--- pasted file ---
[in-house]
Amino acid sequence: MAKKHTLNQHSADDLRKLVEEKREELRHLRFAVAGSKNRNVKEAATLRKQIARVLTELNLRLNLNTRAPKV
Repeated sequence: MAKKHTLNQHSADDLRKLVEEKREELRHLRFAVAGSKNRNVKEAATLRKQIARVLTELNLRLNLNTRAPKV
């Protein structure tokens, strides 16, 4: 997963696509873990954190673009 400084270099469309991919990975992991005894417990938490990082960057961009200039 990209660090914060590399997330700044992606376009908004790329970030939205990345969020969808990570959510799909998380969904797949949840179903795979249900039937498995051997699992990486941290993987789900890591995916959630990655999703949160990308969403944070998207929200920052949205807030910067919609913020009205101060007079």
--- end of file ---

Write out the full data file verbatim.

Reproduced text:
[in-house]
Amino acid sequence: MAKKHTLNQHSADDLRKLVEEKREELRHLRFAVAGSKNRNVKEAATLRKQIARVLTELNLRLNLNTRAPKV
Repeated sequence: MAKKHTLNQHSADDLRKLVEEKREELRHLRFAVAGSKNRNVKEAATLRKQIARVLTELNLRLNLNTRAPKV
């Protein structure tokens, strides 16, 4: 997963696509873990954190673009 400084270099469309991919990975992991005894417990938490990082960057961009200039 990209660090914060590399997330700044992606376009908004790329970030939205990345969020969808990570959510799909998380969904797949949840179903795979249900039937498995051997699992990486941290993987789900890591995916959630990655999703949160990308969403944070998207929200920052949205807030910067919609913020009205101060007079």